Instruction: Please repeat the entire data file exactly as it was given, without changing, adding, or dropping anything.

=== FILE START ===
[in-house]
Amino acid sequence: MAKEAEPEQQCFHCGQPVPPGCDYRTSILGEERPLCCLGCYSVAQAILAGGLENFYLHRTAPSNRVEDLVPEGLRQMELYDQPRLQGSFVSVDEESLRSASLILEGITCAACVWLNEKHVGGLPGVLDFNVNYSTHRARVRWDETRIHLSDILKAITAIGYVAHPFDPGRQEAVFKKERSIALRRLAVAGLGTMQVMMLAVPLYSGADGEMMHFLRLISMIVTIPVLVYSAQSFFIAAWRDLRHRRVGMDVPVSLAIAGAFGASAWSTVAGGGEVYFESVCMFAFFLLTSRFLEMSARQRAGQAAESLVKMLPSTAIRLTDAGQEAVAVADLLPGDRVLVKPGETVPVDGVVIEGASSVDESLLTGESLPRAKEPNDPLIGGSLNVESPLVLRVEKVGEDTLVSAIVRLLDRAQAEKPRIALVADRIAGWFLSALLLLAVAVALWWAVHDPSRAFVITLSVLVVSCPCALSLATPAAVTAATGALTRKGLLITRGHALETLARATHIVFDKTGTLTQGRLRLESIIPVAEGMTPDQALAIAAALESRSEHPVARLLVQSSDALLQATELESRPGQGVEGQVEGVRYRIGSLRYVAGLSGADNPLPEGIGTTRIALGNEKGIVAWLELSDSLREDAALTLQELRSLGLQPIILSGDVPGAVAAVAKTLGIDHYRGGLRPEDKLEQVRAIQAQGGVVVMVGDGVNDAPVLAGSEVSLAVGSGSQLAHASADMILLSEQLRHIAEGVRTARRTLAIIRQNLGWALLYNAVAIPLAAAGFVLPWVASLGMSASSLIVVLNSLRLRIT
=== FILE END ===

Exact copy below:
[in-house]
Amino acid sequence: MAKEAEPEQQCFHCGQPVPPGCDYRTSILGEERPLCCLGCYSVAQAILAGGLENFYLHRTAPSNRVEDLVPEGLRQMELYDQPRLQGSFVSVDEESLRSASLILEGITCAACVWLNEKHVGGLPGVLDFNVNYSTHRARVRWDETRIHLSDILKAITAIGYVAHPFDPGRQEAVFKKERSIALRRLAVAGLGTMQVMMLAVPLYSGADGEMMHFLRLISMIVTIPVLVYSAQSFFIAAWRDLRHRRVGMDVPVSLAIAGAFGASAWSTVAGGGEVYFESVCMFAFFLLTSRFLEMSARQRAGQAAESLVKMLPSTAIRLTDAGQEAVAVADLLPGDRVLVKPGETVPVDGVVIEGASSVDESLLTGESLPRAKEPNDPLIGGSLNVESPLVLRVEKVGEDTLVSAIVRLLDRAQAEKPRIALVADRIAGWFLSALLLLAVAVALWWAVHDPSRAFVITLSVLVVSCPCALSLATPAAVTAATGALTRKGLLITRGHALETLARATHIVFDKTGTLTQGRLRLESIIPVAEGMTPDQALAIAAALESRSEHPVARLLVQSSDALLQATELESRPGQGVEGQVEGVRYRIGSLRYVAGLSGADNPLPEGIGTTRIALGNEKGIVAWLELSDSLREDAALTLQELRSLGLQPIILSGDVPGAVAAVAKTLGIDHYRGGLRPEDKLEQVRAIQAQGGVVVMVGDGVNDAPVLAGSEVSLAVGSGSQLAHASADMILLSEQLRHIAEGVRTARRTLAIIRQNLGWALLYNAVAIPLAAAGFVLPWVASLGMSASSLIVVLNSLRLRIT